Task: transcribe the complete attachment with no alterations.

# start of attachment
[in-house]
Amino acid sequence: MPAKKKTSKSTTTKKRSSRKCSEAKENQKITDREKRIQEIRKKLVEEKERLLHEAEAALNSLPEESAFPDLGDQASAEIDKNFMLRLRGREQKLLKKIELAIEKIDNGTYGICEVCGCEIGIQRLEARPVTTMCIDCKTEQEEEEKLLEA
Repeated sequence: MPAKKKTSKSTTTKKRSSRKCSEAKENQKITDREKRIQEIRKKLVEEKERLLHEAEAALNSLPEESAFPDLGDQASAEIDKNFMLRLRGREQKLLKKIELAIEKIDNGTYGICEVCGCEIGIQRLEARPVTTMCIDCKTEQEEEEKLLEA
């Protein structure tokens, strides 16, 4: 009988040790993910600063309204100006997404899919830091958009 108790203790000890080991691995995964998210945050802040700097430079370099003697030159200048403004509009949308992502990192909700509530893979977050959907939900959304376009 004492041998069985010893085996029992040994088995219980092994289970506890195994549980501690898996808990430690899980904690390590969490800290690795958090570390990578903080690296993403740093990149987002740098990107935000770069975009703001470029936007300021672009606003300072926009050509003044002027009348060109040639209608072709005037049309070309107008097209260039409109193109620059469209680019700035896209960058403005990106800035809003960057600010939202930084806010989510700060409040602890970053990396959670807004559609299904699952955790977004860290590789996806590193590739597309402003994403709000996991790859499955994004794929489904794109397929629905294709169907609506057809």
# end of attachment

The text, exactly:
[in-house]
Amino acid sequence: MPAKKKTSKSTTTKKRSSRKCSEAKENQKITDREKRIQEIRKKLVEEKERLLHEAEAALNSLPEESAFPDLGDQASAEIDKNFMLRLRGREQKLLKKIELAIEKIDNGTYGICEVCGCEIGIQRLEARPVTTMCIDCKTEQEEEEKLLEA
Repeated sequence: MPAKKKTSKSTTTKKRSSRKCSEAKENQKITDREKRIQEIRKKLVEEKERLLHEAEAALNSLPEESAFPDLGDQASAEIDKNFMLRLRGREQKLLKKIELAIEKIDNGTYGICEVCGCEIGIQRLEARPVTTMCIDCKTEQEEEEKLLEA
């Protein structure tokens, strides 16, 4: 009988040790993910600063309204100006997404899919830091958009 108790203790000890080991691995995964998210945050802040700097430079370099003697030159200048403004509009949308992502990192909700509530893979977050959907939900959304376009 004492041998069985010893085996029992040994088995219980092994289970506890195994549980501690898996808990430690899980904690390590969490800290690795958090570390990578903080690296993403740093990149987002740098990107935000770069975009703001470029936007300021672009606003300072926009050509003044002027009348060109040639209608072709005037049309070309107008097209260039409109193109620059469209680019700035896209960058403005990106800035809003960057600010939202930084806010989510700060409040602890970053990396959670807004559609299904699952955790977004860290590789996806590193590739597309402003994403709000996991790859499955994004794929489904794109397929629905294709169907609506057809």